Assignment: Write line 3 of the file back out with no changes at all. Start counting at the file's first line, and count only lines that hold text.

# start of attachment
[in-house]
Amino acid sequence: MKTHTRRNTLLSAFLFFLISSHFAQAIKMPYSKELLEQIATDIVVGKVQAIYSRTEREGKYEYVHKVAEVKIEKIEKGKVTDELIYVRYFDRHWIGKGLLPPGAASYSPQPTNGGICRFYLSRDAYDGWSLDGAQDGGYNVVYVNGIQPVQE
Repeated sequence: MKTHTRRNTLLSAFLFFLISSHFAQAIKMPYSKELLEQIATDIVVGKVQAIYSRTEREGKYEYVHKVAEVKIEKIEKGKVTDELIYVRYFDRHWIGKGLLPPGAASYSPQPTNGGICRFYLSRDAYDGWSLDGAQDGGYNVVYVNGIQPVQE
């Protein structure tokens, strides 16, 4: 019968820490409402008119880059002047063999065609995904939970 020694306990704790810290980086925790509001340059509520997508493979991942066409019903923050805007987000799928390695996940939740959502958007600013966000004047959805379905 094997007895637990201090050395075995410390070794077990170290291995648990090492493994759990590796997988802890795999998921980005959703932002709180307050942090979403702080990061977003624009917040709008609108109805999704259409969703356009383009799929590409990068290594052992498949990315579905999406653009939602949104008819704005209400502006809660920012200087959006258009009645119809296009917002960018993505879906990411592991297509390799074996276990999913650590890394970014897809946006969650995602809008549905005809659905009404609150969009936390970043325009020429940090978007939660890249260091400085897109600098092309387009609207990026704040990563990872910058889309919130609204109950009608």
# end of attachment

Repeated sequence: MKTHTRRNTLLSAFLFFLISSHFAQAIKMPYSKELLEQIATDIVVGKVQAIYSRTEREGKYEYVHKVAEVKIEKIEKGKVTDELIYVRYFDRHWIGKGLLPPGAASYSPQPTNGGICRFYLSRDAYDGWSLDGAQDGGYNVVYVNGIQPVQE